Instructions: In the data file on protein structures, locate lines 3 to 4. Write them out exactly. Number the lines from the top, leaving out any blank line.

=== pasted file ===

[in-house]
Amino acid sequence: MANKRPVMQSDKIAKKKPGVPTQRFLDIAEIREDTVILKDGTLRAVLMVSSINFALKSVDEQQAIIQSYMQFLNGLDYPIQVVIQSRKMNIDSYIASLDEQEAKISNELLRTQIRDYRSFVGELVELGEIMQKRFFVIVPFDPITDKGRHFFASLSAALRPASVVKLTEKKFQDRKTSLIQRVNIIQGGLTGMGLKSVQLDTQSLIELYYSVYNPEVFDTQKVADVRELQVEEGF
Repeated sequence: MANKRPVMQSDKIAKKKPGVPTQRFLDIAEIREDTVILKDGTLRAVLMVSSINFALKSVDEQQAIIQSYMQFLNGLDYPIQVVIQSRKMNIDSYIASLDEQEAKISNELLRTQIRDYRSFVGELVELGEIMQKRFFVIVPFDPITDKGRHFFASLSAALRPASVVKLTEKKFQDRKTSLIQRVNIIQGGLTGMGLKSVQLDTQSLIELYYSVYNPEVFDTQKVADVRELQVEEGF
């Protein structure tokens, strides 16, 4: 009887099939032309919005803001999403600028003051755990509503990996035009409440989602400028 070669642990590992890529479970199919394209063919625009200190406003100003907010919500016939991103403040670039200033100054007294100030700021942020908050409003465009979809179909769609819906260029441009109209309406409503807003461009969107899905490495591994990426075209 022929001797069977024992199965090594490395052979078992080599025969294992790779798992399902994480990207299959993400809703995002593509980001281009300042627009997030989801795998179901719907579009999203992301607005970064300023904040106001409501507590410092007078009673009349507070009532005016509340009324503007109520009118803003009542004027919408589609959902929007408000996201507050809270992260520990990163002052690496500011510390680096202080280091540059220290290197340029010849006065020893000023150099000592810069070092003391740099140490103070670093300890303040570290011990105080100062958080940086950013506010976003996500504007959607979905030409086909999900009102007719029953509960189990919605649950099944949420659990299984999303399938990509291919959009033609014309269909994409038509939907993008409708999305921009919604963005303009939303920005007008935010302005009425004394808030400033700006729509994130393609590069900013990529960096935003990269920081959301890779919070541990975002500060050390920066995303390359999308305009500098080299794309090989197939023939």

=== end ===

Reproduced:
Repeated sequence: MANKRPVMQSDKIAKKKPGVPTQRFLDIAEIREDTVILKDGTLRAVLMVSSINFALKSVDEQQAIIQSYMQFLNGLDYPIQVVIQSRKMNIDSYIASLDEQEAKISNELLRTQIRDYRSFVGELVELGEIMQKRFFVIVPFDPITDKGRHFFASLSAALRPASVVKLTEKKFQDRKTSLIQRVNIIQGGLTGMGLKSVQLDTQSLIELYYSVYNPEVFDTQKVADVRELQVEEGF
């Protein structure tokens, strides 16, 4: 009887099939032309919005803001999403600028003051755990509503990996035009409440989602400028 070669642990590992890529479970199919394209063919625009200190406003100003907010919500016939991103403040670039200033100054007294100030700021942020908050409003465009979809179909769609819906260029441009109209309406409503807003461009969107899905490495591994990426075209 022929001797069977024992199965090594490395052979078992080599025969294992790779798992399902994480990207299959993400809703995002593509980001281009300042627009997030989801795998179901719907579009999203992301607005970064300023904040106001409501507590410092007078009673009349507070009532005016509340009324503007109520009118803003009542004027919408589609959902929007408000996201507050809270992260520990990163002052690496500011510390680096202080280091540059220290290197340029010849006065020893000023150099000592810069070092003391740099140490103070670093300890303040570290011990105080100062958080940086950013506010976003996500504007959607979905030409086909999900009102007719029953509960189990919605649950099944949420659990299984999303399938990509291919959009033609014309269909994409038509939907993008409708999305921009919604963005303009939303920005007008935010302005009425004394808030400033700006729509994130393609590069900013990529960096935003990269920081959301890779919070541990975002500060050390920066995303390359999308305009500098080299794309090989197939023939």